About Us
Health Careborder

Access to health care varies across countries, groups and individuals, largely influenced by social and economic conditions as well as the health policies in place. Countries and jurisdictions have different policies and plans in relation to the personal and population-based health care goals within their societies. Health care systems are organizations established to meet the health needs of target populations. Their exact configuration varies from country to country. In some countries and jurisdictions, health care planning is distributed among market participants, whereas in others planning is made more centrally among governments or other coordinating bodies. In all cases, according to the World Health Organization (WHO), a well-functioning health care system requires a robust financing mechanism; a well-trained and adequately-paid workforce; reliable information on which to base decisions and policies; and well maintained facilities and logistics to deliver quality medicines and technologies.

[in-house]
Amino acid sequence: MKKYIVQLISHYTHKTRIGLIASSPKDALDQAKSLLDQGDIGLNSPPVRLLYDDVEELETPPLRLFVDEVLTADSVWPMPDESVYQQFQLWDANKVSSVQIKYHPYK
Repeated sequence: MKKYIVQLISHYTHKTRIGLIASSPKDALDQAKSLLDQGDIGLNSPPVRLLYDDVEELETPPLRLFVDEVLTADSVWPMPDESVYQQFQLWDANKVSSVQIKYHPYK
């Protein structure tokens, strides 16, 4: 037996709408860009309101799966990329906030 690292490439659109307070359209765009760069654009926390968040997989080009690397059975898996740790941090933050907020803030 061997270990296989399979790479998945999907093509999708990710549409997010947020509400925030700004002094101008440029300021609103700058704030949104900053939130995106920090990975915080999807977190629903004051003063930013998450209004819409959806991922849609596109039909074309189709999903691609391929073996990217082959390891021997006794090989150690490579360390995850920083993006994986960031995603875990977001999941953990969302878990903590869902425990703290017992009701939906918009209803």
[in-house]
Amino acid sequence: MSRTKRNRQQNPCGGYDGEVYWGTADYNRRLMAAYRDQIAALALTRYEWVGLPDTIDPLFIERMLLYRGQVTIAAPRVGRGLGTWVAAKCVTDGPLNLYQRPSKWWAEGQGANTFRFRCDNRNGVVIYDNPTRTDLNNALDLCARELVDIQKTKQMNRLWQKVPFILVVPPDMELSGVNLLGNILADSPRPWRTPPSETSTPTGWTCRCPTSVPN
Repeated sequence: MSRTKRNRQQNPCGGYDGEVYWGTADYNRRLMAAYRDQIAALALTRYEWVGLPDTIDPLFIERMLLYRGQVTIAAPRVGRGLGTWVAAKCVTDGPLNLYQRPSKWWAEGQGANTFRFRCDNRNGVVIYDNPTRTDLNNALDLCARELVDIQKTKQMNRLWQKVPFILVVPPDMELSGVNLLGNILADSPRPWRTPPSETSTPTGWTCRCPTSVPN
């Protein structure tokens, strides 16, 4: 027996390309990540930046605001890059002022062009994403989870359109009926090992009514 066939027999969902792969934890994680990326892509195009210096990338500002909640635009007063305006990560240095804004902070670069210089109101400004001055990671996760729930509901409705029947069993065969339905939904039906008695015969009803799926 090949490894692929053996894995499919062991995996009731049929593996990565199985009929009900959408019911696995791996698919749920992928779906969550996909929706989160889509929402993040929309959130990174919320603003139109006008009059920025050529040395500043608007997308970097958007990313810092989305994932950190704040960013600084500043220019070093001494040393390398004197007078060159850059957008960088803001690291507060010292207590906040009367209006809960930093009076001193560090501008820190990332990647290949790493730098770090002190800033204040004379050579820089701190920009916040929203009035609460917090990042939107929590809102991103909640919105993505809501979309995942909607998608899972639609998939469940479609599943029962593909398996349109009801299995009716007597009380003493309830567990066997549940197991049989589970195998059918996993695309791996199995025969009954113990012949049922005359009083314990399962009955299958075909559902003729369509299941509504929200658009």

Healthcare in Qatar is made up of a combination of free treatment at government health facilities, on presentation of a Health Card, and private medical practice, many of which are staffed by English-speaking doctors. Although the government healthcare system is of a high standard, many western expatriates opt for private healthcare, due to the fact that most have some form of private medical insurance.

Qatar’s healthcare system is changing dramatically. The past decade has seen a rapid rise in standards but over the next few years the whole system will be transformed.

The National Health Insurance Company has just announced the start of the first phase of the new compulsory insurance programme. Looked at more broadly, the whole healthcare system will grow quickly measured by budget and the number of facilities, improve in quality, open up to more competition from the private sector and offer patients a host of new or improved services.